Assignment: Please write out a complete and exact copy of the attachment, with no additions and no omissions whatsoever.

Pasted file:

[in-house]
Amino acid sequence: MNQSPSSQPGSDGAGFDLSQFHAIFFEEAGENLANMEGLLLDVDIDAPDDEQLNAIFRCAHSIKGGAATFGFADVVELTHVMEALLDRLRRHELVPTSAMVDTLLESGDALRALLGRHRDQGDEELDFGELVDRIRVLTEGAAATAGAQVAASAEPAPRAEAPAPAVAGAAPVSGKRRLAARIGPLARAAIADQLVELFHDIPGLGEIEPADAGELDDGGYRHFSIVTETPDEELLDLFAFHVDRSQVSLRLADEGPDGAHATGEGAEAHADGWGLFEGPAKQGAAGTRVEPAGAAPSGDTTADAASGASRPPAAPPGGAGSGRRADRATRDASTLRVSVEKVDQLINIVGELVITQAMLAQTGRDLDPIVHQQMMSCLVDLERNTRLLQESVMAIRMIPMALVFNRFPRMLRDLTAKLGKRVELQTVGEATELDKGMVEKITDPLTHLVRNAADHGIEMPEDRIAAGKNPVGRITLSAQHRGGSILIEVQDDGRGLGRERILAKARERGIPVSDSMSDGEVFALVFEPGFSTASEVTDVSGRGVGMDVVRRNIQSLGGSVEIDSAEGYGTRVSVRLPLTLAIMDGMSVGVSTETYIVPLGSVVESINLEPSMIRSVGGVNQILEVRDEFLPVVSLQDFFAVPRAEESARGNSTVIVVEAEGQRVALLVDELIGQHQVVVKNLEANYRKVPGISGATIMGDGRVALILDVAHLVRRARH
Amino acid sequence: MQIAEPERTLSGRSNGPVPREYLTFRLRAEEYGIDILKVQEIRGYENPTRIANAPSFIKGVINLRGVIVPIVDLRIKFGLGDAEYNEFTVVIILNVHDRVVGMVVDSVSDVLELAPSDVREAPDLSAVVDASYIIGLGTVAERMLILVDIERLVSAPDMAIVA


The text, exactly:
[in-house]
Amino acid sequence: MNQSPSSQPGSDGAGFDLSQFHAIFFEEAGENLANMEGLLLDVDIDAPDDEQLNAIFRCAHSIKGGAATFGFADVVELTHVMEALLDRLRRHELVPTSAMVDTLLESGDALRALLGRHRDQGDEELDFGELVDRIRVLTEGAAATAGAQVAASAEPAPRAEAPAPAVAGAAPVSGKRRLAARIGPLARAAIADQLVELFHDIPGLGEIEPADAGELDDGGYRHFSIVTETPDEELLDLFAFHVDRSQVSLRLADEGPDGAHATGEGAEAHADGWGLFEGPAKQGAAGTRVEPAGAAPSGDTTADAASGASRPPAAPPGGAGSGRRADRATRDASTLRVSVEKVDQLINIVGELVITQAMLAQTGRDLDPIVHQQMMSCLVDLERNTRLLQESVMAIRMIPMALVFNRFPRMLRDLTAKLGKRVELQTVGEATELDKGMVEKITDPLTHLVRNAADHGIEMPEDRIAAGKNPVGRITLSAQHRGGSILIEVQDDGRGLGRERILAKARERGIPVSDSMSDGEVFALVFEPGFSTASEVTDVSGRGVGMDVVRRNIQSLGGSVEIDSAEGYGTRVSVRLPLTLAIMDGMSVGVSTETYIVPLGSVVESINLEPSMIRSVGGVNQILEVRDEFLPVVSLQDFFAVPRAEESARGNSTVIVVEAEGQRVALLVDELIGQHQVVVKNLEANYRKVPGISGATIMGDGRVALILDVAHLVRRARH
Amino acid sequence: MQIAEPERTLSGRSNGPVPREYLTFRLRAEEYGIDILKVQEIRGYENPTRIANAPSFIKGVINLRGVIVPIVDLRIKFGLGDAEYNEFTVVIILNVHDRVVGMVVDSVSDVLELAPSDVREAPDLSAVVDASYIIGLGTVAERMLILVDIERLVSAPDMAIVA